Journalists fear fall-out for BBC as programme tries to ‘debunk’ allegations against MPs
By Mark Watts, David Hencke and Nick Fielding | 22 March 2015
Panorama embarked on the programme even though the BBC is already reeling from the paedophile activities of one of its biggest stars, the late Jimmy Savile, and the canning of an expose by BBC2’s Newsnight of his sexual abuse of children.
Three sources at BBC News told Exaro that they were anxious about the Panorama, which had been working on the programme for many months, with one saying: “It is taking a very odd angle.”
Anxiety has grown as a series of articles on Exaro has forced the authorities to take seriously allegations of child sex abuse – and even murder – by a network of prominent paedophiles, as well as cover-up claims.
BBC chiefs are discussing whether the programme can go ahead as originally planned in light of the announcement on Monday that the Independent Police Complaints Commission (IPCC) was investigating a series of allegations that Scotland Yard had halted investigations into child sex abuse by MPs and others.
Worries about the planned Panorama are shared elsewhere at the BBC after it commissioned a feature-length documentary last week about abuse survivors who came forward to ‘Operation Yewtree’, the police investigation sparked by ITV’s exposure of Savile.
Journalists and producers at BBC News, as well as documentaries, fear that the Panorama will deter abuse survivors from speaking to them.
One source at Panorama said that it would be “perverse” for it to try to discredit the story about “VIP paedophiles”.
Another insider at the current-affairs programme said: “Its approach is in line with a view among some BBC managers that Newsnight should not have even tried to expose Jimmy Savile. But it is being pulled in different directions because of the worries from BBC News.”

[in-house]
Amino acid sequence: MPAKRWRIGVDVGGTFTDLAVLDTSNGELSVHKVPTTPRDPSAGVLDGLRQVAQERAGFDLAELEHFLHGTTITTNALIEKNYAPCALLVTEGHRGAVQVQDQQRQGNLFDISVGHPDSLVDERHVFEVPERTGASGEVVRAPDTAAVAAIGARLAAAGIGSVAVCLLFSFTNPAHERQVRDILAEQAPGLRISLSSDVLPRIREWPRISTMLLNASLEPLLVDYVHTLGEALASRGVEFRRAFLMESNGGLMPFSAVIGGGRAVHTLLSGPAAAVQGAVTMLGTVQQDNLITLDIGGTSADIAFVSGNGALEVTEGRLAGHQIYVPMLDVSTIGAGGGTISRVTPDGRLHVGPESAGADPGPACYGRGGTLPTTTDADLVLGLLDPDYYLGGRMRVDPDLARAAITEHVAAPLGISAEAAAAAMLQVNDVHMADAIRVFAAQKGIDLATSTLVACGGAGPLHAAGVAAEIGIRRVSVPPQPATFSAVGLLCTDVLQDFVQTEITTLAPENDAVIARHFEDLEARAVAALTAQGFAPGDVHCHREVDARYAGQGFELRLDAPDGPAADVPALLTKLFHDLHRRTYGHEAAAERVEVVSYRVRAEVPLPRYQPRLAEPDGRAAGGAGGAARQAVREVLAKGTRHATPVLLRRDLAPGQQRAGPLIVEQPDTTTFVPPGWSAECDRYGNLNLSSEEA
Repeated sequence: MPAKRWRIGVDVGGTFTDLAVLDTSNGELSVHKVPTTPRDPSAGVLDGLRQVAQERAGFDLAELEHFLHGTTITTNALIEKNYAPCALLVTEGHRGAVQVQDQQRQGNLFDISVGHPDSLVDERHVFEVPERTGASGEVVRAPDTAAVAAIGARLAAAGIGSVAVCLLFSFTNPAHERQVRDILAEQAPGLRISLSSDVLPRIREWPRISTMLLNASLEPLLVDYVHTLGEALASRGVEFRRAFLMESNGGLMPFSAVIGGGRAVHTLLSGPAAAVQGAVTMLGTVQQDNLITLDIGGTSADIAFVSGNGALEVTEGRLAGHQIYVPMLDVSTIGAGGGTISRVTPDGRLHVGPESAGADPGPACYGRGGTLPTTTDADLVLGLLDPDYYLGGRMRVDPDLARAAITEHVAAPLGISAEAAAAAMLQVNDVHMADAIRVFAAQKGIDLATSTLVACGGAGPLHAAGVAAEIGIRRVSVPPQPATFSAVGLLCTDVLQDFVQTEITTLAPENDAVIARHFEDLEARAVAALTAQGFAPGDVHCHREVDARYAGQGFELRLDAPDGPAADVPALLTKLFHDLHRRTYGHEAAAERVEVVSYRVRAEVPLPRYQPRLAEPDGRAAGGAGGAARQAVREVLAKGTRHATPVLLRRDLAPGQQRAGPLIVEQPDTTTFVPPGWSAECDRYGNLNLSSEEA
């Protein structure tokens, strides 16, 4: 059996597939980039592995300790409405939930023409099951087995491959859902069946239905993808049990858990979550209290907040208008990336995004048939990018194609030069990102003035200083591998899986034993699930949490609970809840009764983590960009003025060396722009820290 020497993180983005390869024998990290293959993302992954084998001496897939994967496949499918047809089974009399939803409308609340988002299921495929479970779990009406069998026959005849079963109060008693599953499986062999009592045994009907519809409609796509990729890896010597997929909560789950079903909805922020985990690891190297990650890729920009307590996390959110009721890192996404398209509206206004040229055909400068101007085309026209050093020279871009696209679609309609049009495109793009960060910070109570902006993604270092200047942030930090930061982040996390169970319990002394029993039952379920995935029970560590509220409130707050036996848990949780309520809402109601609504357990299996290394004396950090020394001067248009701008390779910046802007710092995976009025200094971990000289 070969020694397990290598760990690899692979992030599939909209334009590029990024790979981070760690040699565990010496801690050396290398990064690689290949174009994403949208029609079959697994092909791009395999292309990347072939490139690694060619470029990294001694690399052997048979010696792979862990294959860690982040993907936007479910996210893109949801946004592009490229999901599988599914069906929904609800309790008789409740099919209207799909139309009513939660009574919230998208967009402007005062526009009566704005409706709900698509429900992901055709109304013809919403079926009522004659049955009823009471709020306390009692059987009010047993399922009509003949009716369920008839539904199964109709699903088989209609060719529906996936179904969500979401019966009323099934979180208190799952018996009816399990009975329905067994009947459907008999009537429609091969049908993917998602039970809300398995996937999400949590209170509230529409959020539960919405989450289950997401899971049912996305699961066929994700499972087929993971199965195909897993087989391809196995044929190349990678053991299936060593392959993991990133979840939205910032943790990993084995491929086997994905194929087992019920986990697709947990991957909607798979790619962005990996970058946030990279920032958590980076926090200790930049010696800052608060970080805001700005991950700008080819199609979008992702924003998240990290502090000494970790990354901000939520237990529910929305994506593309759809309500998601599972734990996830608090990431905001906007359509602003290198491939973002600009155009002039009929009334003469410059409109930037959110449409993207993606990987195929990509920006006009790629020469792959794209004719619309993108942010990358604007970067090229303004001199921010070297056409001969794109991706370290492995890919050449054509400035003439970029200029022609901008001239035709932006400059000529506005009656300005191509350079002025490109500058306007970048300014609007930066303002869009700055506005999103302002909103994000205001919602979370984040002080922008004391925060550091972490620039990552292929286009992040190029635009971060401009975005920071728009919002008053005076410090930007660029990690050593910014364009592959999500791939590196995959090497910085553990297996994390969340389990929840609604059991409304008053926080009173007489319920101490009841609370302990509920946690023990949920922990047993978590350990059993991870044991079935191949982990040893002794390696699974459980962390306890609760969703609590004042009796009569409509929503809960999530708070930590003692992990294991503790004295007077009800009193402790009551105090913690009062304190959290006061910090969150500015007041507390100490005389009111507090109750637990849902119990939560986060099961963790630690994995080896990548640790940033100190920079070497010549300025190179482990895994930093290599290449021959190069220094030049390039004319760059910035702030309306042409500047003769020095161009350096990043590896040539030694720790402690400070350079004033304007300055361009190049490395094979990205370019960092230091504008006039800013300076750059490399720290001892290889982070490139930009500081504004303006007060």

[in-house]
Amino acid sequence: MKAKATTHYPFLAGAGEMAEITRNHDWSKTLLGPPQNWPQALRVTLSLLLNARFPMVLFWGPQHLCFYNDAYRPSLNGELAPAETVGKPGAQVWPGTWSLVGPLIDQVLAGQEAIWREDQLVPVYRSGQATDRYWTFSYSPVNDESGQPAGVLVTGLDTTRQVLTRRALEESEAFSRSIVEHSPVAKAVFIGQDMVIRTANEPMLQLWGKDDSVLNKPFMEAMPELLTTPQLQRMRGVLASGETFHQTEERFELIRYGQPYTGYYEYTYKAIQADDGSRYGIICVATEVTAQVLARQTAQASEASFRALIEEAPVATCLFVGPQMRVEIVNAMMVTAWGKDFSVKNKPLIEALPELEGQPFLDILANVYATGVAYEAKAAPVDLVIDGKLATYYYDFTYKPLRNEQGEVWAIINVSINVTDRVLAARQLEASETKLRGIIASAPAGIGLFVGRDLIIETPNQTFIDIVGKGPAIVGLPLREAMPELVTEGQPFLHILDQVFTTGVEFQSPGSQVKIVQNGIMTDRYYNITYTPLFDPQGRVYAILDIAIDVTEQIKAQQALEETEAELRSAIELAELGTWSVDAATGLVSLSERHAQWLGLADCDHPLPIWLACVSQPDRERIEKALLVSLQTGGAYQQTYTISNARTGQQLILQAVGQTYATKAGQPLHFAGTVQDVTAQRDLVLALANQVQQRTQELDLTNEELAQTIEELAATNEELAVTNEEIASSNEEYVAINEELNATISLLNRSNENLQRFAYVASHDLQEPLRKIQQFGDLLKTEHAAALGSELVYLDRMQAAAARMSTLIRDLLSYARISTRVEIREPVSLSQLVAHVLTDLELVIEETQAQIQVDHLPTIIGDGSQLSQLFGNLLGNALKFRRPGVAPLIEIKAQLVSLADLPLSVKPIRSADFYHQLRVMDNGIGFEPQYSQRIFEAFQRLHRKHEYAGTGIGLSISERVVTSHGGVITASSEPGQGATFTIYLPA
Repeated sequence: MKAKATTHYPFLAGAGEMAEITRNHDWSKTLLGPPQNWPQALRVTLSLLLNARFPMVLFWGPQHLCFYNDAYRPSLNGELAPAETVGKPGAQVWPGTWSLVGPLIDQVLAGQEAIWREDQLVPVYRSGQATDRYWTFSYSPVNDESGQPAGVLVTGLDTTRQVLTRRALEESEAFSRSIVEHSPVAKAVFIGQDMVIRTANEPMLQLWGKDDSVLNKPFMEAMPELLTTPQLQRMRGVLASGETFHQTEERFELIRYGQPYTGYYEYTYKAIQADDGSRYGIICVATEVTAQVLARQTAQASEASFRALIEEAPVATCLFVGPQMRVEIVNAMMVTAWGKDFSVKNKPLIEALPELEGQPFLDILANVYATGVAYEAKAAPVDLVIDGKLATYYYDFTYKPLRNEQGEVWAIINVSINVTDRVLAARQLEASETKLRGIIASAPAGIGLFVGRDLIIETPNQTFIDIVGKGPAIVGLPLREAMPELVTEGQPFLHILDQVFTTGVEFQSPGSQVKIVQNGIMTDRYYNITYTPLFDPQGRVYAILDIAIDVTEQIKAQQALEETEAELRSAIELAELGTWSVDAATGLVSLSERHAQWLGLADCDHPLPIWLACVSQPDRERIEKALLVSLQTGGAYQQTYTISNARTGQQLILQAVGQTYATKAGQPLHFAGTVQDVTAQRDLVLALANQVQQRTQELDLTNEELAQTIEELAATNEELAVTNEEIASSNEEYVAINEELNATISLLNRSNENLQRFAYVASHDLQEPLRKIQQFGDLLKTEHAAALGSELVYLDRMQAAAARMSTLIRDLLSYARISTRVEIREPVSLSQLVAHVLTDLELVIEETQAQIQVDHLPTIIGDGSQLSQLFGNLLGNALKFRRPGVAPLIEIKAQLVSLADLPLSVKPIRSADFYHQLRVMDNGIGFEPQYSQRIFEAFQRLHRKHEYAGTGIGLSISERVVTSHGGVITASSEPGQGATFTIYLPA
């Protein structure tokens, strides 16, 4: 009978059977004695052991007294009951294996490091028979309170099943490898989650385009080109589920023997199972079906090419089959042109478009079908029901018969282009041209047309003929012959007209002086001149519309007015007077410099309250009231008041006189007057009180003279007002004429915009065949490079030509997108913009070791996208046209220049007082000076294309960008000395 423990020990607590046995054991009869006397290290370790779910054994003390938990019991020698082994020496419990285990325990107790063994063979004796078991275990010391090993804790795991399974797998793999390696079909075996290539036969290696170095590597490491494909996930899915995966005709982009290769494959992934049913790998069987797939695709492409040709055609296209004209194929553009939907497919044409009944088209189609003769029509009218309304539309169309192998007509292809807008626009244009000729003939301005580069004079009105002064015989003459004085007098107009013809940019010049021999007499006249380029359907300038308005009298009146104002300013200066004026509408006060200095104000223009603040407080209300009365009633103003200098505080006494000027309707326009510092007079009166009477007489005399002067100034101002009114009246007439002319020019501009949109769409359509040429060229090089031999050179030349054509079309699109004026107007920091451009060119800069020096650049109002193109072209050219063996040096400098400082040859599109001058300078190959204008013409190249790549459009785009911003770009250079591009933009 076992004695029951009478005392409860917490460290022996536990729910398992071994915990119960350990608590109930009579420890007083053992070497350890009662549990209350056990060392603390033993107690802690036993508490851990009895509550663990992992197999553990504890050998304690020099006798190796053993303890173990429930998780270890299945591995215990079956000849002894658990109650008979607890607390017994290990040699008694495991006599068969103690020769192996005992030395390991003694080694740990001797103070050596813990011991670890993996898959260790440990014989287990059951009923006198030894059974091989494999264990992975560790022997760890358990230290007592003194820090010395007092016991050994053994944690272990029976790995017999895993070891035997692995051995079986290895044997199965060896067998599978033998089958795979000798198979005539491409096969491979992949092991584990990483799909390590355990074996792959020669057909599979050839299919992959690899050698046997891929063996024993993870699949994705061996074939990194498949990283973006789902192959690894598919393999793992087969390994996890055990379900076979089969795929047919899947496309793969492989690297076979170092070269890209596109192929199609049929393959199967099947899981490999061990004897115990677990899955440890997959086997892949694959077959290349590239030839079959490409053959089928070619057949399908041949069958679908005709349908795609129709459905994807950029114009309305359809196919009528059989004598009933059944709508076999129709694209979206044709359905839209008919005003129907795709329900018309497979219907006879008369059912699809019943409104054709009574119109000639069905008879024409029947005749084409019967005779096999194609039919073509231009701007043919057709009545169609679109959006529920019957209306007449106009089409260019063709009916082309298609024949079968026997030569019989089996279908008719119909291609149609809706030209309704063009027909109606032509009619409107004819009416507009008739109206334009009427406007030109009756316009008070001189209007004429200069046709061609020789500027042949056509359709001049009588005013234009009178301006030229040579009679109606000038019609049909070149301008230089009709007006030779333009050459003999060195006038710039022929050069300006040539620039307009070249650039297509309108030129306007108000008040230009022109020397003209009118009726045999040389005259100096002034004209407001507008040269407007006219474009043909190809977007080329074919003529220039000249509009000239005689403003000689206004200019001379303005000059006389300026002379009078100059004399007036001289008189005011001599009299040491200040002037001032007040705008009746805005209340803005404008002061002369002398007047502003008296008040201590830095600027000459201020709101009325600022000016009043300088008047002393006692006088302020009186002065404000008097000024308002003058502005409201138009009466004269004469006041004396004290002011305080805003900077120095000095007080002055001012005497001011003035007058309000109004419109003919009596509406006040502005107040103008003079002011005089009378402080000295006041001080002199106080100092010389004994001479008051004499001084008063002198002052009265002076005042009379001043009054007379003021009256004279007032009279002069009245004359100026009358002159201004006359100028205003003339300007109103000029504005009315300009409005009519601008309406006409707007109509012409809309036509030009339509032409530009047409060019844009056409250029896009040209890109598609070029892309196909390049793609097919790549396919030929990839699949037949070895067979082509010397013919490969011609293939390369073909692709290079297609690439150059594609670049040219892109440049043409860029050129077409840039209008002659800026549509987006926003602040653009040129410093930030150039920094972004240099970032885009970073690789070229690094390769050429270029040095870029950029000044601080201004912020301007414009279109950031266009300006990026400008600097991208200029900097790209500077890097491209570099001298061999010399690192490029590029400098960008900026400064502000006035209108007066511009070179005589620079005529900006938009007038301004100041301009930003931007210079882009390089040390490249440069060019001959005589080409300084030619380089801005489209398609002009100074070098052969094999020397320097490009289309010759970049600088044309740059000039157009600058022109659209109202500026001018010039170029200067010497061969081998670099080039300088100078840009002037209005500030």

But Alistair Jackson, the programme’s producer, denied that it had set out to rubbish claims about VIP paedophiles. He told Exaro: “The programme retains a very open mind, and is not seeking to be definitive. It is simply aiming to explore, where possible, any evidence that has been put forward and test it.”
Work on the programme started at least a year ago when Panorama considered having David Aaronovitch, a columnist on The Times well known for dismissing claims about paedophile VIPs as “conspiracy theory”, to present it.
The idea caused consternation among Panorama producers, who pointed to an article by Aaronovitch in The Observer in 2003 that attempted to diminish the seriousness of “child porn”. The idea of having Aaronovitch present the programme was abandoned.
Jackson said: “The proposal for David Aaronovitch to make a Panorama was not taken further into a commission. There is nothing unusual in this. The programme hears from many potential film-makers and reporters. Only a small proportion of ideas are commissioned.”
Aaronovitch said: “News to me. I have never been in the frame to present a Panorama.”
Senior BBC figures also fear that the Panorama threatens to disrupt the corporation’s negotiations over renewal of its charter and the licence fee.
One Panorama source said that the message from management was: “Do not drop us in the shit in the run-up to the charter renewal around allegations of paedophiles and all that.”
But the source said that this should not mean trying to debunk claims about paedophile VIPs, saying: “That would be perverse. That would get them in as much trouble.”
Panorama was already in “special measures”, the source added.
BBC bosses shifted Tom Giles from his job as editor of Panorama after he oversaw an edition that reported on the suppression of Newsnight’s Savile investigation, making uncomfortable viewing for the broadcaster’s management.
Asked about the clash between BBC News and Panorama and whether the programme on VIP paedophiles was even going ahead, a BBC spokesman said: “We do not comment on investigations prior to broadcast.”
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